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Patients with early VA-ECMO use saw comparable outcomes to those who initially received conservative therapy for hemodynamic stabilization.
The immediate implementation of veno-arterial extracorporeal membrane oxygenation (VA-ECMO) in adults with rapidly deteriorating or severe cardiogenic shock was not associated with improved clinical outcomes compared with no immediate VA-ECMO, according to new findings.
The research indicated a substantial proportion (39%) of patients in the early conservative therapy group required VA-ECMO at a later point during their hospital stay, due to further hemodynamic deterioration.
“We expected to see a significant improvement in outcomes for patients with severe or rapidly progressing cardiogenic shock who underwent early ECMO treatment, and we were surprised to find that immediate use of ECMO was actually not superior to early conservative therapy,” said study author Professor Petr Ostadal, MD, PhD, Cardiovascular Center, Na Homolce Hospital in an accompanying press release.
The findings were presented in a late-breaking session at the American Heart Association Scientific Sessions 2022 in Chicago.
Advances have been made in cardiovascular acute and intensive care, but early mortality from cardiogenic shock still remains high. Clinicians are increasingly using ECMO in patients with severe circulatory collapse, as it can provide full circulatory support.
The objective of the Extracorporeal Membrane Oxygenation in the Therapy of Cardiogenic Shock (ECMO-CS) trial was to consider the immediate implementation of VA-ECMO against an initially conservative strategy. It is the first multicenter, randomized clinical trial focused on the use of ECMO in patients with severe or rapidly progressing cardiogenic shock.
The randomized, investigator-initiated, academic clinical trial was conducted at four centers in the Czech Republic. Patients were eligible for randomization if they had rapidly deteriorating or severe cardiogenic shock and those who fulfilled trial entry criteria were randomly assigned in a 1:1 ratio of immediate VA-ECMO or early conservative therapy.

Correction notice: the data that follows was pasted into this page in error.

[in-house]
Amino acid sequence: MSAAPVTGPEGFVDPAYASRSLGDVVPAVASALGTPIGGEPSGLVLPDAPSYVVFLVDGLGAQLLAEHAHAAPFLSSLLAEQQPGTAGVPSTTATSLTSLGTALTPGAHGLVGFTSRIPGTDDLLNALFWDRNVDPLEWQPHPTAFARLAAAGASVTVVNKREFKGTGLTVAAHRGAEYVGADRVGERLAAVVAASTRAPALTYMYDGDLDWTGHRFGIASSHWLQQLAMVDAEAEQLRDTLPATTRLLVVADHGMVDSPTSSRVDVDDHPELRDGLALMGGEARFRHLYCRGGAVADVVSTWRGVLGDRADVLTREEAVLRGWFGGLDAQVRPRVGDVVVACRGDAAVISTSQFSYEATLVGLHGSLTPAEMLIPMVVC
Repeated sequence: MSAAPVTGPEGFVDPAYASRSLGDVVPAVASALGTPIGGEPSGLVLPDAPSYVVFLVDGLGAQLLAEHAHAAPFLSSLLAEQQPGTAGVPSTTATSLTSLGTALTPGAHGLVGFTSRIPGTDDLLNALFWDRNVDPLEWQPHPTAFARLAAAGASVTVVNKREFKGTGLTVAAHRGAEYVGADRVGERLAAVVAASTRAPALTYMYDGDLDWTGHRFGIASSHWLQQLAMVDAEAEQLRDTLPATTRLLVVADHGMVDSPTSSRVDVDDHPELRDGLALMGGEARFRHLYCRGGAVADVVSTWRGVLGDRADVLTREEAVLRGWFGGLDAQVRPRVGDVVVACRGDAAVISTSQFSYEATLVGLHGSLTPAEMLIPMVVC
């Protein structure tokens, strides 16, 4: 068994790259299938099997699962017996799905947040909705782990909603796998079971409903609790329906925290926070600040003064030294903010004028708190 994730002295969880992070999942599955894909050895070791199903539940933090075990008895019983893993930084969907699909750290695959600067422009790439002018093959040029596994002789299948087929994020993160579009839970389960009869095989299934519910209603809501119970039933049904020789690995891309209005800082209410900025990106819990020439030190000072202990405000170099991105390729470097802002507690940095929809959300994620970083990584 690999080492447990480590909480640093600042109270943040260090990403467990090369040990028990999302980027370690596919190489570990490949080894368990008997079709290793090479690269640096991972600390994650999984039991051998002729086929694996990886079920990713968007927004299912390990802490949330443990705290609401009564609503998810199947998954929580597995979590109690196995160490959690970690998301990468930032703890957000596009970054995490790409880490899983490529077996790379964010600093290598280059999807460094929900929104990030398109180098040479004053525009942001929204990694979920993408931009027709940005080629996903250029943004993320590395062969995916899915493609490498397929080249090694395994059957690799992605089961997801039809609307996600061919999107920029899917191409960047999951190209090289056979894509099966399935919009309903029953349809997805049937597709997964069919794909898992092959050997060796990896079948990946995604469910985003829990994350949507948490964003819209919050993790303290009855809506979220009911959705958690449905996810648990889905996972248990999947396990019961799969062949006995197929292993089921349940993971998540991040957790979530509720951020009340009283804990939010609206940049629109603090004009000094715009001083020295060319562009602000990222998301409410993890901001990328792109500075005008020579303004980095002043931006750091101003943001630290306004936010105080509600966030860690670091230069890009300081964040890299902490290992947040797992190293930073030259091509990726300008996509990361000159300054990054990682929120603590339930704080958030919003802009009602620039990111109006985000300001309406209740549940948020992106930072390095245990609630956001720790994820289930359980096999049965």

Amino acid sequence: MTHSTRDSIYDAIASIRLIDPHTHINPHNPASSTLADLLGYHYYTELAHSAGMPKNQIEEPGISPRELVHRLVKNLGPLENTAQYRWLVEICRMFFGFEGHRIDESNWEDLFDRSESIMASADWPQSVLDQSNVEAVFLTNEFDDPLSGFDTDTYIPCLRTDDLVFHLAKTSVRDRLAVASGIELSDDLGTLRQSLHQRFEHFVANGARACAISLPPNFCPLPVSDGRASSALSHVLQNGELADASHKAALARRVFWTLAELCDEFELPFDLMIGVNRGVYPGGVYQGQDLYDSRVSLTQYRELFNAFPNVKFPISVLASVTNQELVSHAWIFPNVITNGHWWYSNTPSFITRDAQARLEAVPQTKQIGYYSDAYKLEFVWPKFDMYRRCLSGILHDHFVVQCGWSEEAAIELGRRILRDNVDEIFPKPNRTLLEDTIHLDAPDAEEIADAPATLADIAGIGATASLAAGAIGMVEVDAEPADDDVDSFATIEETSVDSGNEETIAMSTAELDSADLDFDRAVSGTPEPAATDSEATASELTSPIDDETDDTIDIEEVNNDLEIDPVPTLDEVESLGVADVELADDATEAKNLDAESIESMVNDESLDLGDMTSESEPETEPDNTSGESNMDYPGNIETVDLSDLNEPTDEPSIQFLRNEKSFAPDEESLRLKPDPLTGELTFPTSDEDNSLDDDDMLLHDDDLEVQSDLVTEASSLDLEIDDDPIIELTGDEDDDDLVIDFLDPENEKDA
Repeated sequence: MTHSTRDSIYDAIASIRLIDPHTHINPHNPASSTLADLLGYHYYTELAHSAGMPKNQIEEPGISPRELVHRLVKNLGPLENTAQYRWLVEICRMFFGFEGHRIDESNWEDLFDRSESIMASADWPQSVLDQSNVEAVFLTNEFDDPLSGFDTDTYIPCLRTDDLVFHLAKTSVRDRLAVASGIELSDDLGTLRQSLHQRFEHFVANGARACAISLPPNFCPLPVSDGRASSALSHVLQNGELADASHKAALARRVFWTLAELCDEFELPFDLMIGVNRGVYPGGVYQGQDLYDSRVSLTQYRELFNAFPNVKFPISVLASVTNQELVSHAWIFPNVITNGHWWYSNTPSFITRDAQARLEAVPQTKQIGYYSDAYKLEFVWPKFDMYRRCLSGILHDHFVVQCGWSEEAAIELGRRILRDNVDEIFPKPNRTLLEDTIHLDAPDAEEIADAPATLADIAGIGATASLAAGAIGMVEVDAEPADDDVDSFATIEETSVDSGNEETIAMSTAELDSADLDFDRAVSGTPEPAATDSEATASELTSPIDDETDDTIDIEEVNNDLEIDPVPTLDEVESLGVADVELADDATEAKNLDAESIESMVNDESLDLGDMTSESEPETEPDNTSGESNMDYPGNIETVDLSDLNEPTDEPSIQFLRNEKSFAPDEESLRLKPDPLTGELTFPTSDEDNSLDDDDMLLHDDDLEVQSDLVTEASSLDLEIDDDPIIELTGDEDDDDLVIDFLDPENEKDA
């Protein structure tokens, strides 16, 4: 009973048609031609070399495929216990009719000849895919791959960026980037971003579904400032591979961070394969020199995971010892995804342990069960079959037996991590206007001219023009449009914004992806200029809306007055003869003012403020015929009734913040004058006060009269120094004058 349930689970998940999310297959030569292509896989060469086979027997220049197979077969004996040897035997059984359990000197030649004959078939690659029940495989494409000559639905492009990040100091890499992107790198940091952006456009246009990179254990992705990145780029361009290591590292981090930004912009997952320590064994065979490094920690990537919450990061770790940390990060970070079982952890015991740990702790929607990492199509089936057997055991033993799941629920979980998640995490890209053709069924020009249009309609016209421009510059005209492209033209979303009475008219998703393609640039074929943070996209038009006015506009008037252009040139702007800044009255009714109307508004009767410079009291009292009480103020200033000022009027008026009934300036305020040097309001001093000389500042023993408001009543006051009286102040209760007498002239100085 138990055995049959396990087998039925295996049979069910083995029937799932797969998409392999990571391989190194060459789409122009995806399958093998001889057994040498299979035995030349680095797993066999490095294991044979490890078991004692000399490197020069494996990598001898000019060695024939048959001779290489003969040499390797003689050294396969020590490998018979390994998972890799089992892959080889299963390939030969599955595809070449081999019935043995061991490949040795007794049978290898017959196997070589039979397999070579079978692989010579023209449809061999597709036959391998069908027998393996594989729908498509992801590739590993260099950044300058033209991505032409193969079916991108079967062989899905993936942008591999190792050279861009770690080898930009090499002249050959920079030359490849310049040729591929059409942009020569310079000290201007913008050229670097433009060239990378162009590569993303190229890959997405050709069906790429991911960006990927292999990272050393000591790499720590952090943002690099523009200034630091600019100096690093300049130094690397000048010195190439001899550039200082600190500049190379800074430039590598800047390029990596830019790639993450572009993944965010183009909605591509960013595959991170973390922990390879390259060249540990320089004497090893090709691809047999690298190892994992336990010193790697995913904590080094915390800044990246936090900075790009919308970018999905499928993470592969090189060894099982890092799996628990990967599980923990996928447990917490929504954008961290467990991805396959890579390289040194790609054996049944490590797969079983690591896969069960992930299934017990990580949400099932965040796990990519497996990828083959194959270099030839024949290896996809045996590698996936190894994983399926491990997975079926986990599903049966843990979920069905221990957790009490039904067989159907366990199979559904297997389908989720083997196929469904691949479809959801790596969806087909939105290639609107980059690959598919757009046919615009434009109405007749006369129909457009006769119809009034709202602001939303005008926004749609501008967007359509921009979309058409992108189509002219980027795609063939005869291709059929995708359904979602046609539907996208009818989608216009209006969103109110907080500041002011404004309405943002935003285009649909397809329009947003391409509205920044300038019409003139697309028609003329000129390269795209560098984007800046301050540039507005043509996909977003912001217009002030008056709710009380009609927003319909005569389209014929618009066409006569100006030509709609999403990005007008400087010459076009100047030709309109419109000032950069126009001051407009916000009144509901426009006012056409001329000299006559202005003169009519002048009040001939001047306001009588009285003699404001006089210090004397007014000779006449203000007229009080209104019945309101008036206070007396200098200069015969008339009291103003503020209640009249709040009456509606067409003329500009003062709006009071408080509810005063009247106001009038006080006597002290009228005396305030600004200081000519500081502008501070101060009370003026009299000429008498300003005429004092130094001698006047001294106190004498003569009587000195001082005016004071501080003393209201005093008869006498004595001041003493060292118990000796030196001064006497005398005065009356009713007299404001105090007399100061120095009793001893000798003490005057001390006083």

Standard of care was provided for those in the early conservative group, but VA-ECMO was allowed downstream in the case of worsening hemodynamic status. The primary trial endpoints were the composite of death from any cause, resuscitated circulatory arrest, and implementation of another mechanical circulatory support at 30 days.
A total of 122 patients were randomized between September 2014 and January 2022. After exclusion of 5 patients due to the absence of informed consent, the study included 58 subjects to the immediate VA-ECMO group and 59 subjects to the no immediate VA-ECMO.
Data show the composite primary endpoint occurred in 37 (63.8%) patients in the immediate VA-ECMO group and 42 (71.2%) in the early conservative group. The Kapaln-Meier probability estimate at 30 days was reported as 68.9% in the immediate VA-ECMO group and 71.8% in the early conservative group (hazard ratio [HR], 0.72; 95% confidence interval [CI], 0.46 to 1.12; P = .21).
Moreover, the all-cause mortality at 30 days was comparable between the two groups (50.0% vs. 47.5%; HR, 1.110; 95% CI, 0.660 to 1.866). Serious adverse events, including bleeding, leg ischemia, stroke, pneumonia and sepsis was reported to have occurred in 60% of individuals in the ECMO group and 61% in the early conservative group.
Investigators observed fewer patients in the ECMO group required another form of mechanical circulatory support when compared to those in the early conservative group (17% vs. 42%, respectively). The findings indicate 23 (39%) patients in the early conservative required downstream VA-ECMO support, of whom 12 (52.2%) died.
The reported limitations of the study included the lack of comparison of VA-ECMO with conversative therapy, but instead, its comparison of immediate VA-ECMO with early conservative strategy permitting “bail-out” VA-ECMO therapy in the case of worsening hemodynamic status. Investigators suggested the results should “be interpreted accordingly” as a result.
The study, “Extracorporeal Membrane Oxygenation in the Therapy of Cardiogenic Shock: Results of the ECMO-CS Randomized Clinical Trial,” was published in Circulation.